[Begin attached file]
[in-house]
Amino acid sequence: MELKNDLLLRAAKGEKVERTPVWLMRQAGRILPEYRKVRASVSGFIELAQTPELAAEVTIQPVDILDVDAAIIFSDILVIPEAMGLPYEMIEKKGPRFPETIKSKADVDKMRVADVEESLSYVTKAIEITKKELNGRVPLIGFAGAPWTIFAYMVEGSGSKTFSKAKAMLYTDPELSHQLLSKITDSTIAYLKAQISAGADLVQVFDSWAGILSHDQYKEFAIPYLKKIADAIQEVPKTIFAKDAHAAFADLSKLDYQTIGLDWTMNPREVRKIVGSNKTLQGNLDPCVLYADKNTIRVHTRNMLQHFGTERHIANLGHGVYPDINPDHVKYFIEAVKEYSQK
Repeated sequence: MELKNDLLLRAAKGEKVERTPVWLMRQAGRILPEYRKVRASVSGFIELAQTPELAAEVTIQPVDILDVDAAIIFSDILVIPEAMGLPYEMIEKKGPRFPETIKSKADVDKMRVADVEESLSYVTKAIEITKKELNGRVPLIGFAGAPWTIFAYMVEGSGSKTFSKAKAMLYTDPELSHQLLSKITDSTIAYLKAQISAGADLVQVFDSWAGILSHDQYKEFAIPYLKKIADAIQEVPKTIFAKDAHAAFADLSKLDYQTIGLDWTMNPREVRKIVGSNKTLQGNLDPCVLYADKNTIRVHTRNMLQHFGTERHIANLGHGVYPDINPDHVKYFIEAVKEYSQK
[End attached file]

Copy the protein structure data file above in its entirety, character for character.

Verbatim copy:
[in-house]
Amino acid sequence: MELKNDLLLRAAKGEKVERTPVWLMRQAGRILPEYRKVRASVSGFIELAQTPELAAEVTIQPVDILDVDAAIIFSDILVIPEAMGLPYEMIEKKGPRFPETIKSKADVDKMRVADVEESLSYVTKAIEITKKELNGRVPLIGFAGAPWTIFAYMVEGSGSKTFSKAKAMLYTDPELSHQLLSKITDSTIAYLKAQISAGADLVQVFDSWAGILSHDQYKEFAIPYLKKIADAIQEVPKTIFAKDAHAAFADLSKLDYQTIGLDWTMNPREVRKIVGSNKTLQGNLDPCVLYADKNTIRVHTRNMLQHFGTERHIANLGHGVYPDINPDHVKYFIEAVKEYSQK
Repeated sequence: MELKNDLLLRAAKGEKVERTPVWLMRQAGRILPEYRKVRASVSGFIELAQTPELAAEVTIQPVDILDVDAAIIFSDILVIPEAMGLPYEMIEKKGPRFPETIKSKADVDKMRVADVEESLSYVTKAIEITKKELNGRVPLIGFAGAPWTIFAYMVEGSGSKTFSKAKAMLYTDPELSHQLLSKITDSTIAYLKAQISAGADLVQVFDSWAGILSHDQYKEFAIPYLKKIADAIQEVPKTIFAKDAHAAFADLSKLDYQTIGLDWTMNPREVRKIVGSNKTLQGNLDPCVLYADKNTIRVHTRNMLQHFGTERHIANLGHGVYPDINPDHVKYFIEAVKEYSQK